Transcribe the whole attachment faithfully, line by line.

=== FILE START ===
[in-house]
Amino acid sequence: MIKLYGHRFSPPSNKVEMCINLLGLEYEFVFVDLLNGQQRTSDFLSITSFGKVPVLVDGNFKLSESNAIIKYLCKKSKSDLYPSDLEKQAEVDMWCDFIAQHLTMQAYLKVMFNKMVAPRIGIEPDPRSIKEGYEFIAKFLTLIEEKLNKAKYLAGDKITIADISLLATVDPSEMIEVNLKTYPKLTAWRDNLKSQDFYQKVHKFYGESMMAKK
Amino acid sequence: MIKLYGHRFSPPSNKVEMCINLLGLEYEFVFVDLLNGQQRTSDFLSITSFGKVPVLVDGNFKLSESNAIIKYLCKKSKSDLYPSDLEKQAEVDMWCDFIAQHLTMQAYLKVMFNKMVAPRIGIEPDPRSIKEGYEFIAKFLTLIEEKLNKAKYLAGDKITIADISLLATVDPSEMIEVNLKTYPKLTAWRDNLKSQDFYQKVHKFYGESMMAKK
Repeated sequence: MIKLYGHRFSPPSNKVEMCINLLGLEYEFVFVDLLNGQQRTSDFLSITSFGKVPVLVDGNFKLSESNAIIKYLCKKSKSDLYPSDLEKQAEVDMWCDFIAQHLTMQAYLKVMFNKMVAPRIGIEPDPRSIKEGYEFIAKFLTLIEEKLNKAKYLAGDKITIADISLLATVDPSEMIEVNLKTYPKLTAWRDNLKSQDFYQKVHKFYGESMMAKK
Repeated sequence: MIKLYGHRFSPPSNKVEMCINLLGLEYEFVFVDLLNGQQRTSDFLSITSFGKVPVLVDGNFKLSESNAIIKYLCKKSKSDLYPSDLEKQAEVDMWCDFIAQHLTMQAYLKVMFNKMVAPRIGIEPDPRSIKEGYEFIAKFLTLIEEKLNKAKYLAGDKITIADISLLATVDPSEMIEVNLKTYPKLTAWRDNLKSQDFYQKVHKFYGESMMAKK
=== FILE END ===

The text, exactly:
[in-house]
Amino acid sequence: MIKLYGHRFSPPSNKVEMCINLLGLEYEFVFVDLLNGQQRTSDFLSITSFGKVPVLVDGNFKLSESNAIIKYLCKKSKSDLYPSDLEKQAEVDMWCDFIAQHLTMQAYLKVMFNKMVAPRIGIEPDPRSIKEGYEFIAKFLTLIEEKLNKAKYLAGDKITIADISLLATVDPSEMIEVNLKTYPKLTAWRDNLKSQDFYQKVHKFYGESMMAKK
Amino acid sequence: MIKLYGHRFSPPSNKVEMCINLLGLEYEFVFVDLLNGQQRTSDFLSITSFGKVPVLVDGNFKLSESNAIIKYLCKKSKSDLYPSDLEKQAEVDMWCDFIAQHLTMQAYLKVMFNKMVAPRIGIEPDPRSIKEGYEFIAKFLTLIEEKLNKAKYLAGDKITIADISLLATVDPSEMIEVNLKTYPKLTAWRDNLKSQDFYQKVHKFYGESMMAKK
Repeated sequence: MIKLYGHRFSPPSNKVEMCINLLGLEYEFVFVDLLNGQQRTSDFLSITSFGKVPVLVDGNFKLSESNAIIKYLCKKSKSDLYPSDLEKQAEVDMWCDFIAQHLTMQAYLKVMFNKMVAPRIGIEPDPRSIKEGYEFIAKFLTLIEEKLNKAKYLAGDKITIADISLLATVDPSEMIEVNLKTYPKLTAWRDNLKSQDFYQKVHKFYGESMMAKK
Repeated sequence: MIKLYGHRFSPPSNKVEMCINLLGLEYEFVFVDLLNGQQRTSDFLSITSFGKVPVLVDGNFKLSESNAIIKYLCKKSKSDLYPSDLEKQAEVDMWCDFIAQHLTMQAYLKVMFNKMVAPRIGIEPDPRSIKEGYEFIAKFLTLIEEKLNKAKYLAGDKITIADISLLATVDPSEMIEVNLKTYPKLTAWRDNLKSQDFYQKVHKFYGESMMAKK